The see became vacant, the question is if an election would be held while the war is still underway or not. Technically election of the ecumenical patriarch should be still subject to the "General Regulations" of 1860, probably modified TTL for the election of Meletios IV, with the removal of the requirement for the sultan to approve candidates. But the regulations called for the election by a mixed body of clerics and laity. With Constantinople, nearly all of Asia Minor and Greece over the Olympus occupied there are... obvious technical difficulties.Is there even a Patriarch of Constantinople at this point?
The see became vacant when Chrusanthus was hung, if it remains vacant until Constantinople is liberated by Allied (presumably Greek forces for the same reason that French forces liberated Paris) why not just appoint the Metropolitan of Athens Patriarch and downgrade Athens.
What was built was an additional line going from Alexandroupolis through Kesani/Kesan to Tyroloe/Corlu and from there straight to Constantinople, instead of having to follw the existing line going north to Andrianople and from there to Constantinople. But first you need to get to Andrianople...was it? @Lascaris. And if it was , what is its carrying capacity? Can it support logistics for three corps (the minimum needed for an assault on the European side (two by land one by aero-naval operations)? We also to forget that this railroad can be flanked through Kresna Gorge or the Edirne/Adrianople gap from Axis forces in Bulgaria.
I'm shocked, shocked that I left that open. How could it happen?So on the status of Constantinople in the post-war world there is a lot to look at:
ITTL Constantinople voted to join with Greece June 27, 1940 but crucially this was a non-binding referendum and even though de-facto Greek control started around this time; with the departure of the high commissioners aside from the British and Greek ones; de-jure Greek control was only proclaimed with the British and French abandonment of the city February 19, 1941. By March 13th, 1941 the city was secure enough in the hands of Turkey that they felt comfortable executing the Patriarch. So de-jure Greek control lasted at most a week or two, was almost immediately challenged by Turkey, and only occurred because the Greek army refused to declare an open city and evacuate as the British High Commissioner wanted them to do. What will a crucial point in the post-war negotiations is did the French, British, USA, etc. recognize the declaration of Enosis in February 1941 in any way, shape, or form. The story doesn't mention it one way or the other.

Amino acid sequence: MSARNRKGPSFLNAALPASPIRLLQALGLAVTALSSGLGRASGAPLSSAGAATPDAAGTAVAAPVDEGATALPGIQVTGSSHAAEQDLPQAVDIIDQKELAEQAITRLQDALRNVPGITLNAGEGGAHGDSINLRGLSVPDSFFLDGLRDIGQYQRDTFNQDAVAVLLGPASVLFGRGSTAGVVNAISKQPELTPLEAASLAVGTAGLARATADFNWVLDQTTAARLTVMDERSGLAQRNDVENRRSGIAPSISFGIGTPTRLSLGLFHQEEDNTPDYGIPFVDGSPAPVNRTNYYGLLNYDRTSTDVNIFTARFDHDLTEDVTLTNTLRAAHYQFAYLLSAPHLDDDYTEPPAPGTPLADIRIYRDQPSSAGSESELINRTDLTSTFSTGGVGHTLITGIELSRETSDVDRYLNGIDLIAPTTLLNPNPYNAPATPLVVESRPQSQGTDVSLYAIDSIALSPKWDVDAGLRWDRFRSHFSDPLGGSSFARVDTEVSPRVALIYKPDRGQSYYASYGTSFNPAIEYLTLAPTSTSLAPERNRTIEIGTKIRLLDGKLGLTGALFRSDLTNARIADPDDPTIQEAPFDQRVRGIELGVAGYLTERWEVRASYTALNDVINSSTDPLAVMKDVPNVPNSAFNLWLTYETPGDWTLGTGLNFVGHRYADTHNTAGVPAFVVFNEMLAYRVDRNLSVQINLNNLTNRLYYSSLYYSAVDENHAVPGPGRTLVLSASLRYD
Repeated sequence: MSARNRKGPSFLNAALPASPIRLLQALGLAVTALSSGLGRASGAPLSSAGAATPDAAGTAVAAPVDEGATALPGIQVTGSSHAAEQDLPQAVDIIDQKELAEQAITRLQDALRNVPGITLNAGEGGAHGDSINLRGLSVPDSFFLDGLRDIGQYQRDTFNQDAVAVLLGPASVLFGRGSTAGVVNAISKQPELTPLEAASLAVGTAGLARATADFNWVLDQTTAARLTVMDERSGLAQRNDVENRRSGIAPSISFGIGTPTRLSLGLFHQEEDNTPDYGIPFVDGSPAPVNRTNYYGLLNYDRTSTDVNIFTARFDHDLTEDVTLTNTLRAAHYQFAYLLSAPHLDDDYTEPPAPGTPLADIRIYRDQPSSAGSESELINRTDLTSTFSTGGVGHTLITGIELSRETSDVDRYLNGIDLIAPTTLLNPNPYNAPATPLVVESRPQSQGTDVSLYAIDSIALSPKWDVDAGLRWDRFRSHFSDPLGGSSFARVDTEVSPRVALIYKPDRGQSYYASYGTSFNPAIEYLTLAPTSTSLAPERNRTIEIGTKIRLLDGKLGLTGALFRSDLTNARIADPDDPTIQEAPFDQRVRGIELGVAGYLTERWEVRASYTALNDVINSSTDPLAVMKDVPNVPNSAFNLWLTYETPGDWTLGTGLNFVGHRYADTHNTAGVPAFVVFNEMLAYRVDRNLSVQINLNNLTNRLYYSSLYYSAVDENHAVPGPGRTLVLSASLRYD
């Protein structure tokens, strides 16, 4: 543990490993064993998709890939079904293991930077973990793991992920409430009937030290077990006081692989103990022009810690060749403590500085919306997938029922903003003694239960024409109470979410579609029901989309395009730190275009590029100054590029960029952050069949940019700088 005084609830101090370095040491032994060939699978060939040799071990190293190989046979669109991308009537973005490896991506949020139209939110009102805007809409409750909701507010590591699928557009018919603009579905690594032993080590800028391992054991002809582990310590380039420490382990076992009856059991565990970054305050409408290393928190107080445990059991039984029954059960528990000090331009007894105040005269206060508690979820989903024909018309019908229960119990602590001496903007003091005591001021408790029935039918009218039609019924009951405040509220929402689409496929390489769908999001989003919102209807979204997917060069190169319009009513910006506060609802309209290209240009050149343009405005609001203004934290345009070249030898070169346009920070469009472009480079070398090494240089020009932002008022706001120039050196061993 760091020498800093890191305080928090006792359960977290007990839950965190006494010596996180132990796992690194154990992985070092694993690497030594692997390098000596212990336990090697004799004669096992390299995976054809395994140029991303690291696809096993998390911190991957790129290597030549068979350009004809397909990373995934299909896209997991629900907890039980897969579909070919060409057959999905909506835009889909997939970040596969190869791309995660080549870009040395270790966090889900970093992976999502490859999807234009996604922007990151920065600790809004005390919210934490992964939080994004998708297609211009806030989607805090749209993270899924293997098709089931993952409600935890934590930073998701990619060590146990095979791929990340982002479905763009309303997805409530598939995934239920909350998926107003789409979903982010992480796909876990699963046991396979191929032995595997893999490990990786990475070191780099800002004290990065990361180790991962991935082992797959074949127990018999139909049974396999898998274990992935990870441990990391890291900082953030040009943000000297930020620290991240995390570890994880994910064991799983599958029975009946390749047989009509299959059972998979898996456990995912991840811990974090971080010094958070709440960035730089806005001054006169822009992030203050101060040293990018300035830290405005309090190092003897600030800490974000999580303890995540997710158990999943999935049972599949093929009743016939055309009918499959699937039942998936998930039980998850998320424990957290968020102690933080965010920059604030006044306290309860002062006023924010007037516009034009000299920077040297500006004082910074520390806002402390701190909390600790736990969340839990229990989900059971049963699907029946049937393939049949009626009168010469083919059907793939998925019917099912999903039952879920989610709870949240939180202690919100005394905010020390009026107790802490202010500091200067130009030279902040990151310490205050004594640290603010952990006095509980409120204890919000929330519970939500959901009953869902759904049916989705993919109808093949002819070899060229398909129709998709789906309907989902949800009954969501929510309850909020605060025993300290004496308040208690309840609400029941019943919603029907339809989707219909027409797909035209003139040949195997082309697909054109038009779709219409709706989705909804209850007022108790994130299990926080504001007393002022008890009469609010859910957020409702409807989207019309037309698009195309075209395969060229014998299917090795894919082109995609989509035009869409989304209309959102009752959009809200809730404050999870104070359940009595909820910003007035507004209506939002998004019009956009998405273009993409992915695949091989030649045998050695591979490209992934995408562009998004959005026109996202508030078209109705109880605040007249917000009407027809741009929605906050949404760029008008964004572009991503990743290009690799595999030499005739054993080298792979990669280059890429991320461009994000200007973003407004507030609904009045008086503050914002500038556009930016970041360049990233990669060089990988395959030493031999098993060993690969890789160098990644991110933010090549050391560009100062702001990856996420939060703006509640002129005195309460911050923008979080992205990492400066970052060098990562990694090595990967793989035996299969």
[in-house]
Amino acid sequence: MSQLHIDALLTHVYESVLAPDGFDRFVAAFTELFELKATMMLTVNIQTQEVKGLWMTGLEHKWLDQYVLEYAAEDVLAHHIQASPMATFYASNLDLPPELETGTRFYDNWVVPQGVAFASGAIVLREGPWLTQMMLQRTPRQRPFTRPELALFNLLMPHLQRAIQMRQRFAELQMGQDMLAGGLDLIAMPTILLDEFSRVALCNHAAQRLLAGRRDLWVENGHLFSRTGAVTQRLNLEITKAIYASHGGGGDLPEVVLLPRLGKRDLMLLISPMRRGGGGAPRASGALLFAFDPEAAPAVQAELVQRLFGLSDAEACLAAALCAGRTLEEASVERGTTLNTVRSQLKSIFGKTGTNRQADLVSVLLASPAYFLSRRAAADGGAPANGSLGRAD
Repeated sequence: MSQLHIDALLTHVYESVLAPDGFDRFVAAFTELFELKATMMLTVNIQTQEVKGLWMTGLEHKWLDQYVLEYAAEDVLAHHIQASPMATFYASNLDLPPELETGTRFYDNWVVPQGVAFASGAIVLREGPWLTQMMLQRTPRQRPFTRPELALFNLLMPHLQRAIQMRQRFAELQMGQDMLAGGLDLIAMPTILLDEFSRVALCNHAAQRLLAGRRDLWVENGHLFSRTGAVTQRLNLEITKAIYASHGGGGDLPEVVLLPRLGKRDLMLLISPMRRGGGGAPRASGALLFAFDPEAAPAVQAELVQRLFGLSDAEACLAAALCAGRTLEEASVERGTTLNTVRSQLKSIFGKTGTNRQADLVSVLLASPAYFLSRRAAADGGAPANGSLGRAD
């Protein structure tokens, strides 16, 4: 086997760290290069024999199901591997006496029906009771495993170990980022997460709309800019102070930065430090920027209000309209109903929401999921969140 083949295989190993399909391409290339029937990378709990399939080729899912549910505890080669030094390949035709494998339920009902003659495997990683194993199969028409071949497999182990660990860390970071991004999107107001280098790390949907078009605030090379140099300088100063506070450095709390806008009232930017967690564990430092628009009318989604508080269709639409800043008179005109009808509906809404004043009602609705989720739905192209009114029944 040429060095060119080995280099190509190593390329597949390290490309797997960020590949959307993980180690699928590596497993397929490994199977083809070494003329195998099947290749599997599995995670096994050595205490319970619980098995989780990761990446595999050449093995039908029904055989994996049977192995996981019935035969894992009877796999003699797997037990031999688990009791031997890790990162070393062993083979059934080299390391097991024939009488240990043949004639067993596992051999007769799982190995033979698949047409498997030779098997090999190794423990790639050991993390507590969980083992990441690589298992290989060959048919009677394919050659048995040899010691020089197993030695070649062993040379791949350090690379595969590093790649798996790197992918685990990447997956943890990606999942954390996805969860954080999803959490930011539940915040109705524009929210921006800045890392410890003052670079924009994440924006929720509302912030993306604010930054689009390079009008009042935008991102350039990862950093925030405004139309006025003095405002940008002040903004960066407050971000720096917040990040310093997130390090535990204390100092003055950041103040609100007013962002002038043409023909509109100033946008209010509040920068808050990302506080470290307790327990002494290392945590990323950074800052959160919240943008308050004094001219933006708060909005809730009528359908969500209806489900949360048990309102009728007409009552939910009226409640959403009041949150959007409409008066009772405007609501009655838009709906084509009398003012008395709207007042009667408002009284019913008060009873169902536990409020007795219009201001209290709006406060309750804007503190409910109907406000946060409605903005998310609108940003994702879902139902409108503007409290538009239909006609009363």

They are still on 1941 TOE... or in other words WAY less artillery and heavy weapons than the units fighting in the active fronts. And they've been mostly static garrison forces since early 1941...I do think overall though there is a higher chance of the first Greek boots in the city crossing the straits rather than marching through Thrace. I would also wonder at the quality and TOE of the 2 Turkish division left in the straits area. Are they still up to standard in equipment, numbers, and training or have they been raided by active fronts over the last 2 years to the point that they are little more than a heavily armed gendarme fully capable of occupation but would have difficulty resisting even a small push from the Greek army crossing the straits.
Well it looked like a good idea at the time. but then at the time it looked as if Germany was going to be the dominant power in Europe and Britain about to be forced to come to terms...Executing the Patriarch, even if he was a clearly partisan actor, seems like something which won't easily be forgotten come peace time.
The point from the Greek point of view both in this and in the Greek units not following the British and French out of the city was solidifying the Greek claim for after the war. How well does this work out...The obvious rebuttal is that the Turkish/Muslim population had no say in this referendum whatsoever. I frankly doubt any of the Allies recognized the referendum.
Between 1921-41 you had the Asian side of the city being the Italian sector and the European side being the British, French and Greek sectors. Given differences in policies and tensions erupting to occasional violence for two decades it would be unsurprising to see more pronounced Turkish population growth of the Asian side compared to the European side and vice versa. Post the current round of unpleasantness it wouldn't be surprising to see arguments for separating the communities altogether no matter the actual status of the city.Of course post-war I’m sure many of the Turks of Constantinople will have fled with the retreating Turkish armies and many of the rest will be ethnically cleansed, so the Greeks will win.